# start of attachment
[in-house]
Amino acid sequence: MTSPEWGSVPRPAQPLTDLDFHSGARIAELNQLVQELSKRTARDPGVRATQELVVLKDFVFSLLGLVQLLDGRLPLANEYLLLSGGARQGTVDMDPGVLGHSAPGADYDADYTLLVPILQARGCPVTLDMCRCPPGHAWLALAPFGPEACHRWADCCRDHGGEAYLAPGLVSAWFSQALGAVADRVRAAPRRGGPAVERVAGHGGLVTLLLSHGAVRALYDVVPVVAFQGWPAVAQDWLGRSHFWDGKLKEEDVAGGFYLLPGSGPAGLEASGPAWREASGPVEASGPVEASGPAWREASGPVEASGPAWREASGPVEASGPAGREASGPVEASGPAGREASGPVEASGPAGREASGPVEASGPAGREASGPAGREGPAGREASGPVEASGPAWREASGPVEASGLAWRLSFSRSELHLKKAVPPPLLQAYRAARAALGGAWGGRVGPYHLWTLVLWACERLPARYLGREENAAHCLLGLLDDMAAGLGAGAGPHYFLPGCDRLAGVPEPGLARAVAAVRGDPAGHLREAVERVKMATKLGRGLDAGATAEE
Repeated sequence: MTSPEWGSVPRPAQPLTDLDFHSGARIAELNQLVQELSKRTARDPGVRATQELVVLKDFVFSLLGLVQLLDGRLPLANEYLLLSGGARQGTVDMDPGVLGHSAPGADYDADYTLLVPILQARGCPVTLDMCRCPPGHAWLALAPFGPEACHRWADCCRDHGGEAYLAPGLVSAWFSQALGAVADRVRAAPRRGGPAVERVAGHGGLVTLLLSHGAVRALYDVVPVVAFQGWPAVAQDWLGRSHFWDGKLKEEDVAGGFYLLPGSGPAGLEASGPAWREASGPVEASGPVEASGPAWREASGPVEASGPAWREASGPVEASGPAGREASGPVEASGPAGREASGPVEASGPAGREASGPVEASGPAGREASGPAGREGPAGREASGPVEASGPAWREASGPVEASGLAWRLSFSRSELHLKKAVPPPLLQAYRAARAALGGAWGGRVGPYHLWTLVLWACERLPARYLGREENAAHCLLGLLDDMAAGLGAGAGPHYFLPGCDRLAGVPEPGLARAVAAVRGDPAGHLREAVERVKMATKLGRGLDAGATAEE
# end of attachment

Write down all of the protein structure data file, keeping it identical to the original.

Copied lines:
[in-house]
Amino acid sequence: MTSPEWGSVPRPAQPLTDLDFHSGARIAELNQLVQELSKRTARDPGVRATQELVVLKDFVFSLLGLVQLLDGRLPLANEYLLLSGGARQGTVDMDPGVLGHSAPGADYDADYTLLVPILQARGCPVTLDMCRCPPGHAWLALAPFGPEACHRWADCCRDHGGEAYLAPGLVSAWFSQALGAVADRVRAAPRRGGPAVERVAGHGGLVTLLLSHGAVRALYDVVPVVAFQGWPAVAQDWLGRSHFWDGKLKEEDVAGGFYLLPGSGPAGLEASGPAWREASGPVEASGPVEASGPAWREASGPVEASGPAWREASGPVEASGPAGREASGPVEASGPAGREASGPVEASGPAGREASGPVEASGPAGREASGPAGREGPAGREASGPVEASGPAWREASGPVEASGLAWRLSFSRSELHLKKAVPPPLLQAYRAARAALGGAWGGRVGPYHLWTLVLWACERLPARYLGREENAAHCLLGLLDDMAAGLGAGAGPHYFLPGCDRLAGVPEPGLARAVAAVRGDPAGHLREAVERVKMATKLGRGLDAGATAEE
Repeated sequence: MTSPEWGSVPRPAQPLTDLDFHSGARIAELNQLVQELSKRTARDPGVRATQELVVLKDFVFSLLGLVQLLDGRLPLANEYLLLSGGARQGTVDMDPGVLGHSAPGADYDADYTLLVPILQARGCPVTLDMCRCPPGHAWLALAPFGPEACHRWADCCRDHGGEAYLAPGLVSAWFSQALGAVADRVRAAPRRGGPAVERVAGHGGLVTLLLSHGAVRALYDVVPVVAFQGWPAVAQDWLGRSHFWDGKLKEEDVAGGFYLLPGSGPAGLEASGPAWREASGPVEASGPVEASGPAWREASGPVEASGPAWREASGPVEASGPAGREASGPVEASGPAGREASGPVEASGPAGREASGPVEASGPAGREASGPAGREGPAGREASGPVEASGPAWREASGPVEASGLAWRLSFSRSELHLKKAVPPPLLQAYRAARAALGGAWGGRVGPYHLWTLVLWACERLPARYLGREENAAHCLLGLLDDMAAGLGAGAGPHYFLPGCDRLAGVPEPGLARAVAAVRGDPAGHLREAVERVKMATKLGRGLDAGATAEE